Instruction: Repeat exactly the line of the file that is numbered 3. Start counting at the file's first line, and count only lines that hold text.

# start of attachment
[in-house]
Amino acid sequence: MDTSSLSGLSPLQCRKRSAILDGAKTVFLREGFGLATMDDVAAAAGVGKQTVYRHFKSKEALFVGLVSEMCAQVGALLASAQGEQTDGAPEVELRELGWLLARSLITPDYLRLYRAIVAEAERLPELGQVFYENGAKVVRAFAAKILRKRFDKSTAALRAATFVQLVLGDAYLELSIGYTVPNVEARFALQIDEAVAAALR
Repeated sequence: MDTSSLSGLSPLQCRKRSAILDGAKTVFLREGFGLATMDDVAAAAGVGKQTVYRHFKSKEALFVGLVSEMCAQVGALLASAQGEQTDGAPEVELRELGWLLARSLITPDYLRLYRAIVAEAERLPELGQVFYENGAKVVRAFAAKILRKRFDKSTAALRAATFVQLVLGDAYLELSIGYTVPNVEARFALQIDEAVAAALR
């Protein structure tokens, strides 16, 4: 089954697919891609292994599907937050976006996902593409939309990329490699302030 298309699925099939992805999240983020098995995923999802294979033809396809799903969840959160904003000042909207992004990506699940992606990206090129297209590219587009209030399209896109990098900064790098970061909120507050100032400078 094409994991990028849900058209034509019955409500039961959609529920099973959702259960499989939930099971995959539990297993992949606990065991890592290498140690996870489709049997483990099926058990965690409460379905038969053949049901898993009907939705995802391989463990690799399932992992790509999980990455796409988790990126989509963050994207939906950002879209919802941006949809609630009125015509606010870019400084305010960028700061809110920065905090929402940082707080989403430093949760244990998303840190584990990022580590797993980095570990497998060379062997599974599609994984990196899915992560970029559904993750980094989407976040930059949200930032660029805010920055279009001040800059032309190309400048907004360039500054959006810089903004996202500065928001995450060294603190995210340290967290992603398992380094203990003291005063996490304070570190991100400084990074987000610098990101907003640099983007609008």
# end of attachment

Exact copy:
Repeated sequence: MDTSSLSGLSPLQCRKRSAILDGAKTVFLREGFGLATMDDVAAAAGVGKQTVYRHFKSKEALFVGLVSEMCAQVGALLASAQGEQTDGAPEVELRELGWLLARSLITPDYLRLYRAIVAEAERLPELGQVFYENGAKVVRAFAAKILRKRFDKSTAALRAATFVQLVLGDAYLELSIGYTVPNVEARFALQIDEAVAAALR